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Year : 2014  |  Volume : 11  |  Issue : 1  |  Page : 8-12

Left ventricular mass and diastolic dysfunction in children infected with the human immunodeficiency virus

Department of Pediatrics, University of Jos, Jos, Nigeria

Date of Web Publication7-Apr-2014

Correspondence Address:
Fidelia Bode-Thomas
Department of Paediatrics, Jos University Teaching Hospital, PMB 2076, Jos
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Source of Support: None, Conflict of Interest: None

DOI: 10.4103/0189-7969.130044

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Background: Increased left ventricular mass (LVM) and diastolic dysfunction are associated with higher morbidity and mortality among adult patients with human immunodeficiency virus (HIV) infection.
Objective: The objective of the following study is to determine the prevalence of increased LVM and diastolic dysfunction in Nigerian children infected with HIV.
Methods: Cross-sectional comparative study of LVM and left ventricular (LV) diastolic function of 150 HIV-positive children and controls asymptomatic for cardiac disease.
Results: Mean LVM was larger in subjects than controls - 66.5 (95% confidence interval, 63.7-69.3) versus 56.9 (54.1-59.7) g/m 2 respectively - P < 0.001. An increased LVM was present in 21 (14.0%) subjects and 4 (2.7%) controls - P < 0.001. Mean mitral valve peak flow velocities and pressure gradients for the early and late diastolic waves were higher among HIV positive children than controls (P < 0.001). LV diastolic dysfunction was present in 46 (30.7%) subjects and 19 (12.7%) controls (P < 0.001). Subjects with increased LVM were younger and had more severe disease than those with normal LVM. Subjects and controls were similar with respect to their clinical and immunological stages of disease and use of nucleoside reverse transcriptase inhibitors.
Conclusion: Increased LVM and diastolic dysfunction are significantly more common in HIV-infected children compared with controls and occur in asymptomatic subjects.

Keywords: Children, diastolic dysfunction, human immunodeficiency virus, left ventricular mass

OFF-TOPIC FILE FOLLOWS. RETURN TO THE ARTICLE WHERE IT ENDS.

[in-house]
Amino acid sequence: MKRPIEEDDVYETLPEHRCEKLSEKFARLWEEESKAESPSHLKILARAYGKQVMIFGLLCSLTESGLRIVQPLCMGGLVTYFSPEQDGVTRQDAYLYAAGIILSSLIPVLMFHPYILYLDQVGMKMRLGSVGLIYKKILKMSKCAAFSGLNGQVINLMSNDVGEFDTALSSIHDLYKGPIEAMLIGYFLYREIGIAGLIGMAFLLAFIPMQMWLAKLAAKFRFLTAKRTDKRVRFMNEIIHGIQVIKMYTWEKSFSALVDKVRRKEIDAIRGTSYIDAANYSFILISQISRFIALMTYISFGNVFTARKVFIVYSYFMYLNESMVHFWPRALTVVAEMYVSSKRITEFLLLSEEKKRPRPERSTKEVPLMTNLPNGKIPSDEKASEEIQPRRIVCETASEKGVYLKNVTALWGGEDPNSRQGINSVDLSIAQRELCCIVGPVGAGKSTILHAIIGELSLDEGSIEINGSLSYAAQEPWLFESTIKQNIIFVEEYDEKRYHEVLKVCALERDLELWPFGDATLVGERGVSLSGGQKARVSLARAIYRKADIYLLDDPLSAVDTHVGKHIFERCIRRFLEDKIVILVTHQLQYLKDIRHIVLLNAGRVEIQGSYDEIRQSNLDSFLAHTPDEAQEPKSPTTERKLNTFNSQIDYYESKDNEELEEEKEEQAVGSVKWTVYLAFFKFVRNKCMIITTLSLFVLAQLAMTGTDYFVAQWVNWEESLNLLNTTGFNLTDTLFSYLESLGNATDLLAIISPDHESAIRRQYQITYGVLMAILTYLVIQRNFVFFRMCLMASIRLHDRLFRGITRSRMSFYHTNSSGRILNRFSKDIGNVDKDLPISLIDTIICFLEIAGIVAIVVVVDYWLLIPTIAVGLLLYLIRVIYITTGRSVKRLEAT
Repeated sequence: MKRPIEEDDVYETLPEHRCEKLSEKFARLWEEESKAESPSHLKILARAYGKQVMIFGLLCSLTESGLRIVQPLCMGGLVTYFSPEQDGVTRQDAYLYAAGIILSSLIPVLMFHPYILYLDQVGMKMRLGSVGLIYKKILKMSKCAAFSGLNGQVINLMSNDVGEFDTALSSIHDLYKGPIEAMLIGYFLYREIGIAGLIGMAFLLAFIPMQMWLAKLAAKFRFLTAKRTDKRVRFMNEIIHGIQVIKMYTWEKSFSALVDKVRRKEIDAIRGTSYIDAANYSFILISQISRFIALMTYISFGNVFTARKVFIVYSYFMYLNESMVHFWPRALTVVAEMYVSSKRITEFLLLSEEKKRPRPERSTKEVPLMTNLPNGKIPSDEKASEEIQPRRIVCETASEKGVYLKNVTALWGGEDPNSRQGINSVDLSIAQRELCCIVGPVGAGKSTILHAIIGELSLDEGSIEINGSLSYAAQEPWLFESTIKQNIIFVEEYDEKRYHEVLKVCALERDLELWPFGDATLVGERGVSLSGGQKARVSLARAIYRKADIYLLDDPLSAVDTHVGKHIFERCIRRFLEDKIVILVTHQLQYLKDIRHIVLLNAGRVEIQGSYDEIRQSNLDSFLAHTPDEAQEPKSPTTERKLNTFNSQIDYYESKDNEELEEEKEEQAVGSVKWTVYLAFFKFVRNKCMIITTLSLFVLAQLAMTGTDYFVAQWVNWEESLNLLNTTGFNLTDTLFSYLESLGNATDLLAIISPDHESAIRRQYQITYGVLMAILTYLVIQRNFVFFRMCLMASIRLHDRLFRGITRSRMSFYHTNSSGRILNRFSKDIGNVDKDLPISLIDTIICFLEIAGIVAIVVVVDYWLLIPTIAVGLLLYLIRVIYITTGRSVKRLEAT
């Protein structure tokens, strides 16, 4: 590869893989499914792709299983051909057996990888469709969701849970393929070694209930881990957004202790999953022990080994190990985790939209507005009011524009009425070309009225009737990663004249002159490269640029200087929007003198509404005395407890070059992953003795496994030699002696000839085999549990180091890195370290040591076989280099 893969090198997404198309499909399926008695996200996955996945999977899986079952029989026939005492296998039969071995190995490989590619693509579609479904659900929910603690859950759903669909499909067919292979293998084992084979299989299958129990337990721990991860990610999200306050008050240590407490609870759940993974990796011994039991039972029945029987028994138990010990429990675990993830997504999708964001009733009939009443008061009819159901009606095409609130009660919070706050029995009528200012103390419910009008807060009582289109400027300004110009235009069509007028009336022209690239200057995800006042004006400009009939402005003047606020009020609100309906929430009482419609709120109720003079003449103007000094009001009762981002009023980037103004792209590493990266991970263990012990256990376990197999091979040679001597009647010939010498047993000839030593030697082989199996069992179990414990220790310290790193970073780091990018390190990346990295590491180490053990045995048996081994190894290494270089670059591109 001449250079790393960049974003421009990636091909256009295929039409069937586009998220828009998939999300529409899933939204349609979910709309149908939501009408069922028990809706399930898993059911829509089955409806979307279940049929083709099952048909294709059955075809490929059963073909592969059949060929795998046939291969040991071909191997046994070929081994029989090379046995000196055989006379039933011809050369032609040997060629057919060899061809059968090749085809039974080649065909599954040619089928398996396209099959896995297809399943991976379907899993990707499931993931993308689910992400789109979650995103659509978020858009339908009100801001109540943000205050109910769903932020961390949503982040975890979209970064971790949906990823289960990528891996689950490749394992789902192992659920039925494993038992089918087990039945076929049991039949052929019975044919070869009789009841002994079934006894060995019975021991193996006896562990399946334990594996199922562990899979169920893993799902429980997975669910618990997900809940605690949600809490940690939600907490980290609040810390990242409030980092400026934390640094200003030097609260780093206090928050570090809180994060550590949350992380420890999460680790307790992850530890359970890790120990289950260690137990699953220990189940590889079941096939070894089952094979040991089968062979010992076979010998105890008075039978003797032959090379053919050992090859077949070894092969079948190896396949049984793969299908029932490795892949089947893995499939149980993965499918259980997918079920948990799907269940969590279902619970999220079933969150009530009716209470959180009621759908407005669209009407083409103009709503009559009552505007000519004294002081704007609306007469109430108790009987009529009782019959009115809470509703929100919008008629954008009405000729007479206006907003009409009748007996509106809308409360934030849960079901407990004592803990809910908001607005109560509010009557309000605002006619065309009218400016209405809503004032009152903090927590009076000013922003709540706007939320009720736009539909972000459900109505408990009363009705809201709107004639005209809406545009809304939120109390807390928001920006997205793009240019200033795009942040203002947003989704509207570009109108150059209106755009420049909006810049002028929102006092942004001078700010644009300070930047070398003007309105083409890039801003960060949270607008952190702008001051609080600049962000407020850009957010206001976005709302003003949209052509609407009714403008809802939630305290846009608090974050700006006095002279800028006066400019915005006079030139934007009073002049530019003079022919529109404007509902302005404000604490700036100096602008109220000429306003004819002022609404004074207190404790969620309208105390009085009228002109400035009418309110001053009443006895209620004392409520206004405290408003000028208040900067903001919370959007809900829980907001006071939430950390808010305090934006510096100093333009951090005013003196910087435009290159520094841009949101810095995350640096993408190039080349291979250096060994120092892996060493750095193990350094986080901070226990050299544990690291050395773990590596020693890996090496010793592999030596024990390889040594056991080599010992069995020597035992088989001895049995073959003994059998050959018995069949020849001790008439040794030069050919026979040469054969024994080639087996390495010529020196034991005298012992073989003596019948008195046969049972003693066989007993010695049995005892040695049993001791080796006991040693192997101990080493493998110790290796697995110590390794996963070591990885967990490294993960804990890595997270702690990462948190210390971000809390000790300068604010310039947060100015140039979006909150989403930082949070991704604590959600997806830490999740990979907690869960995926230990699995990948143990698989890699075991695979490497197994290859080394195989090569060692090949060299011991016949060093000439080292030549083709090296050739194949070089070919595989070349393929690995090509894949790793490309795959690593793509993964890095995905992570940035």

How to cite this article:
Ige OO, Oguche S, Yilgwan CS, Bode-Thomas F. Left ventricular mass and diastolic dysfunction in children infected with the human immunodeficiency virus. Nig J Cardiol 2014;11:8-12

How to cite this URL:
Ige OO, Oguche S, Yilgwan CS, Bode-Thomas F. Left ventricular mass and diastolic dysfunction in children infected with the human immunodeficiency virus. Nig J Cardiol [serial online] 2014 [cited 2023 Jun 9];11:8-12. Available from: https://www.nigjcardiol.org/text.asp?2014/11/1/8/130044

  Introduction Top

There have been several reports on the spectrum of cardiovascular complications of the human immunodeficiency virus (HIV) infection in adults but fewer in children. [1],[2],[3] Many of these studies have found HIV infection to be associated with a higher prevalence of cardiomyopathy and increased left ventricular mass (LVM). [4],[5],[6] An increase in LVM may be associated with left ventricular (LV) diastolic dysfunction and both have been shown to increase morbidity and mortality in both adults and children, with increased predisposition to ventricular arrhythmias, severe heart failure, myocardial infarction and cerebrovascular accidents. [7],[8],[9]

The pathogenesis of increased LVM which often underlies diastolic dysfunction, may be related to an increase in sympathetic tone, a manifestation of autonomic dysfunction, which in turn raises the concentration of catecholamines, leading eventually to myocardial hypertrophy. [10],[11] HIV infected adults receiving nucleoside reverse transcriptase inhibitors (NRTI) have been found to have higher LVM compared with controls. [12] Higher LVM has also been shown to be more common in older HIV-infected children and those with opportunistic infections and malnutrition. [13],[14]

The cause of LV diastolic dysfunction in HIV infected individuals is still uncertain, but possible etiologic factors have been proposed. Higher levels of inflammatory markers such as high sensitivity C-reactive protein have been linked to LV diastolic dysfunction in the general population. [15] In HIV infected individuals, the HIV virions and other viruses infect the myocardial cells directly, leading to the local release of cytokines. Cytokines act by down-regulating the sarcoendoplasmic reticulum Ca 2+ -ATPase pumps which results in a slower removal of cytosolic calcium. This could lead to a prolonged and incomplete diastolic phase and consequently, diastolic dysfunction. [16],[17] Hsue et al. [10] in their study have reported that the use of NRTI and lower CD4 counts were associated with LV diastolic dysfunction, while a decrease in CD4+ T cell count of <100 cell/mm 3 resulted in an increase in the mean LVM by 1.3 g.